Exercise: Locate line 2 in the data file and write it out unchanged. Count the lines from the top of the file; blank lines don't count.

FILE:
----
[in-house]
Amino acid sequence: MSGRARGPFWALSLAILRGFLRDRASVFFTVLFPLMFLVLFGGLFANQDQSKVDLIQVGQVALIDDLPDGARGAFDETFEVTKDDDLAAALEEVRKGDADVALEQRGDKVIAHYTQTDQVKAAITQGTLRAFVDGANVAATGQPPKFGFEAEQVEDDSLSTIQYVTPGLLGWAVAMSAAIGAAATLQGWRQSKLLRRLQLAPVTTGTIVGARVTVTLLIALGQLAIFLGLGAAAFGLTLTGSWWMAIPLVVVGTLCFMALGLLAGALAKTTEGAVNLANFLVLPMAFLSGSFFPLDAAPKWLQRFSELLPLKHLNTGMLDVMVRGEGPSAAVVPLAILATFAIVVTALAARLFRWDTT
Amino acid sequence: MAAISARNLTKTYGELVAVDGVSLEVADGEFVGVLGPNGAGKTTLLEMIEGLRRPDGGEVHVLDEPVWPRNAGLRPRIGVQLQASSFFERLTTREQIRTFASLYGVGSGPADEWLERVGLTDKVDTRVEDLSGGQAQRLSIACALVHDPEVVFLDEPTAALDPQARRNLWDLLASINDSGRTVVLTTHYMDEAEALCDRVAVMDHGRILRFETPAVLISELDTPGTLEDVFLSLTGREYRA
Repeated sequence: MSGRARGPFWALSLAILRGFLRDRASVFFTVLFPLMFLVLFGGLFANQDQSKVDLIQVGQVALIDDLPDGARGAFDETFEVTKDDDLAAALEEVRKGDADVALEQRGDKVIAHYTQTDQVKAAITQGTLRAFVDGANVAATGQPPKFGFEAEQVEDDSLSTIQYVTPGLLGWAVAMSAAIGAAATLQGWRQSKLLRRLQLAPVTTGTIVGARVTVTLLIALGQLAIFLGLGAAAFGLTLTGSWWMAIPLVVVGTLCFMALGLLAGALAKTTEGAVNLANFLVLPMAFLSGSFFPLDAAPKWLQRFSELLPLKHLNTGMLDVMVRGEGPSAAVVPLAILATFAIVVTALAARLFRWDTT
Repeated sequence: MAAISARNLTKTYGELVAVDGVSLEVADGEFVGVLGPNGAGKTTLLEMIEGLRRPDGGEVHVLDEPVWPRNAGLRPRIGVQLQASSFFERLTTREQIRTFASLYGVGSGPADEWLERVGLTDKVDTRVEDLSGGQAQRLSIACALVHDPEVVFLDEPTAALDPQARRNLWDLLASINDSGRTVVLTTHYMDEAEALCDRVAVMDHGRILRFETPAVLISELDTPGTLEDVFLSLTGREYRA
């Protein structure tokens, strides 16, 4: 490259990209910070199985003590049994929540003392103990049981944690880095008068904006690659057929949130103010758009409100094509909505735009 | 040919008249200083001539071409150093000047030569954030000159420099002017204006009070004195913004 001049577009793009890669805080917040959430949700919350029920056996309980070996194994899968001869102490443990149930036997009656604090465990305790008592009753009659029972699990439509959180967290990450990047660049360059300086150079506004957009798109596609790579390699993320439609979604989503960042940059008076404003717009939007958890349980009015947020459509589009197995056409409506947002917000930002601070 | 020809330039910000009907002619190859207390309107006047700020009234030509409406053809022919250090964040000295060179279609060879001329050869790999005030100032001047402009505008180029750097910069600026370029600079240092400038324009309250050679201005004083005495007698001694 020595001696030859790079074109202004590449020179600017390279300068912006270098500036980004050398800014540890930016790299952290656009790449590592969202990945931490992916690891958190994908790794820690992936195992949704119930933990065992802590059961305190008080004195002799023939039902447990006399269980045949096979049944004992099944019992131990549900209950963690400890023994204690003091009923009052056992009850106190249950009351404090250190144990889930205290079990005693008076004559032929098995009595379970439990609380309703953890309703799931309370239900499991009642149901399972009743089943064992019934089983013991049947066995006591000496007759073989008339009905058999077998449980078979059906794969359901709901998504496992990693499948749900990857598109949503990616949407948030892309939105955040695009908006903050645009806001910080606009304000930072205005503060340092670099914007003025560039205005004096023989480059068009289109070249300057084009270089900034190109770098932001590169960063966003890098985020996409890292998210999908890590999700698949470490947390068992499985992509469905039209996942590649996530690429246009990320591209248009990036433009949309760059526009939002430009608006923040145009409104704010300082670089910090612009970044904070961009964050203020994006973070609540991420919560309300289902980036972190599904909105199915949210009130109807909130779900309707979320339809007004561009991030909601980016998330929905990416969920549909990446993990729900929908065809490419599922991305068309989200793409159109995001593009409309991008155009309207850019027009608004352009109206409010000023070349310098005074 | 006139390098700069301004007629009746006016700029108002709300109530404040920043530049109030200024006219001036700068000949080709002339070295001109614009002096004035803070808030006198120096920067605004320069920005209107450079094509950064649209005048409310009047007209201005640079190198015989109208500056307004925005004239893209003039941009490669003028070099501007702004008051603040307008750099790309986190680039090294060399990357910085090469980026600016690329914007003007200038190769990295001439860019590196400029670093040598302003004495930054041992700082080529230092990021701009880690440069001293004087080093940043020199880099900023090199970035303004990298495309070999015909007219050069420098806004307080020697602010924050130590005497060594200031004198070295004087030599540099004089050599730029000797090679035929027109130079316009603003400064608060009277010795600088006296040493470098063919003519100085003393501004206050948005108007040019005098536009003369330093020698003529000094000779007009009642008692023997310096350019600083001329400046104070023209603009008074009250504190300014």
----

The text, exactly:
Amino acid sequence: MSGRARGPFWALSLAILRGFLRDRASVFFTVLFPLMFLVLFGGLFANQDQSKVDLIQVGQVALIDDLPDGARGAFDETFEVTKDDDLAAALEEVRKGDADVALEQRGDKVIAHYTQTDQVKAAITQGTLRAFVDGANVAATGQPPKFGFEAEQVEDDSLSTIQYVTPGLLGWAVAMSAAIGAAATLQGWRQSKLLRRLQLAPVTTGTIVGARVTVTLLIALGQLAIFLGLGAAAFGLTLTGSWWMAIPLVVVGTLCFMALGLLAGALAKTTEGAVNLANFLVLPMAFLSGSFFPLDAAPKWLQRFSELLPLKHLNTGMLDVMVRGEGPSAAVVPLAILATFAIVVTALAARLFRWDTT